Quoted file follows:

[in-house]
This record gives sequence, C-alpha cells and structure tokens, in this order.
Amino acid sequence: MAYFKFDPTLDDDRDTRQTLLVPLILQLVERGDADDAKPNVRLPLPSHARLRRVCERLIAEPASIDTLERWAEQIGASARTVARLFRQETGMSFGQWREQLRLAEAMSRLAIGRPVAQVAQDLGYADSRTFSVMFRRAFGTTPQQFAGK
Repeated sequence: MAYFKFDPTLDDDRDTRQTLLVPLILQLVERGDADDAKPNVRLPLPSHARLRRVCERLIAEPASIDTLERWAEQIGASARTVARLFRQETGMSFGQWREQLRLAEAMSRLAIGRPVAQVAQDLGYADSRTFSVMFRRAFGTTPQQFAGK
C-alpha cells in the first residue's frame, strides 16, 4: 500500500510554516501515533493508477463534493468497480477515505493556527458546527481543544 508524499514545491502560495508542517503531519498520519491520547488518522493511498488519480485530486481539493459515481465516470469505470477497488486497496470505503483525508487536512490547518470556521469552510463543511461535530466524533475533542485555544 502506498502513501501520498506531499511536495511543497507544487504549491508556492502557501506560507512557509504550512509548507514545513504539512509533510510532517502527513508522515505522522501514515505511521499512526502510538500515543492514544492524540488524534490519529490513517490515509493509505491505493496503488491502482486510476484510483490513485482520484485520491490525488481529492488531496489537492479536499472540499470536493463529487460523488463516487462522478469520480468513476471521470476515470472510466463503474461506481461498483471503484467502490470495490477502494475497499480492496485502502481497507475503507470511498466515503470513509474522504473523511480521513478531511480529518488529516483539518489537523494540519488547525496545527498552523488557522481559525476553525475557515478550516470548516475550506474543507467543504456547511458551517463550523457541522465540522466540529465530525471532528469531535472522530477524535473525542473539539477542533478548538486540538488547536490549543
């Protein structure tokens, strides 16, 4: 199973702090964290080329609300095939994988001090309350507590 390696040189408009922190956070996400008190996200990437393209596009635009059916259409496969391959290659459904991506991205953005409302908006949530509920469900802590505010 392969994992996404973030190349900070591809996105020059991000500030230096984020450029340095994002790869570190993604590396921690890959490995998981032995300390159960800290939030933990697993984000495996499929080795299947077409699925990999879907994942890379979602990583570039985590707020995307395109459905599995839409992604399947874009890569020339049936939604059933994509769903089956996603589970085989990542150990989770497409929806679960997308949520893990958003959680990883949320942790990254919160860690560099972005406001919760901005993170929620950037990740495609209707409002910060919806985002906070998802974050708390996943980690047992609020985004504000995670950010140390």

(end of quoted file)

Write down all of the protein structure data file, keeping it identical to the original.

[in-house]
This record gives sequence, C-alpha cells and structure tokens, in this order.
Amino acid sequence: MAYFKFDPTLDDDRDTRQTLLVPLILQLVERGDADDAKPNVRLPLPSHARLRRVCERLIAEPASIDTLERWAEQIGASARTVARLFRQETGMSFGQWREQLRLAEAMSRLAIGRPVAQVAQDLGYADSRTFSVMFRRAFGTTPQQFAGK
Repeated sequence: MAYFKFDPTLDDDRDTRQTLLVPLILQLVERGDADDAKPNVRLPLPSHARLRRVCERLIAEPASIDTLERWAEQIGASARTVARLFRQETGMSFGQWREQLRLAEAMSRLAIGRPVAQVAQDLGYADSRTFSVMFRRAFGTTPQQFAGK
C-alpha cells in the first residue's frame, strides 16, 4: 500500500510554516501515533493508477463534493468497480477515505493556527458546527481543544 508524499514545491502560495508542517503531519498520519491520547488518522493511498488519480485530486481539493459515481465516470469505470477497488486497496470505503483525508487536512490547518470556521469552510463543511461535530466524533475533542485555544 502506498502513501501520498506531499511536495511543497507544487504549491508556492502557501506560507512557509504550512509548507514545513504539512509533510510532517502527513508522515505522522501514515505511521499512526502510538500515543492514544492524540488524534490519529490513517490515509493509505491505493496503488491502482486510476484510483490513485482520484485520491490525488481529492488531496489537492479536499472540499470536493463529487460523488463516487462522478469520480468513476471521470476515470472510466463503474461506481461498483471503484467502490470495490477502494475497499480492496485502502481497507475503507470511498466515503470513509474522504473523511480521513478531511480529518488529516483539518489537523494540519488547525496545527498552523488557522481559525476553525475557515478550516470548516475550506474543507467543504456547511458551517463550523457541522465540522466540529465530525471532528469531535472522530477524535473525542473539539477542533478548538486540538488547536490549543
């Protein structure tokens, strides 16, 4: 199973702090964290080329609300095939994988001090309350507590 390696040189408009922190956070996400008190996200990437393209596009635009059916259409496969391959290659459904991506991205953005409302908006949530509920469900802590505010 392969994992996404973030190349900070591809996105020059991000500030230096984020450029340095994002790869570190993604590396921690890959490995998981032995300390159960800290939030933990697993984000495996499929080795299947077409699925990999879907994942890379979602990583570039985590707020995307395109459905599995839409992604399947874009890569020339049936939604059933994509769903089956996603589970085989990542150990989770497409929806679960997308949520893990958003959680990883949320942790990254919160860690560099972005406001919760901005993170929620950037990740495609209707409002910060919806985002906070998802974050708390996943980690047992609020985004504000995670950010140390």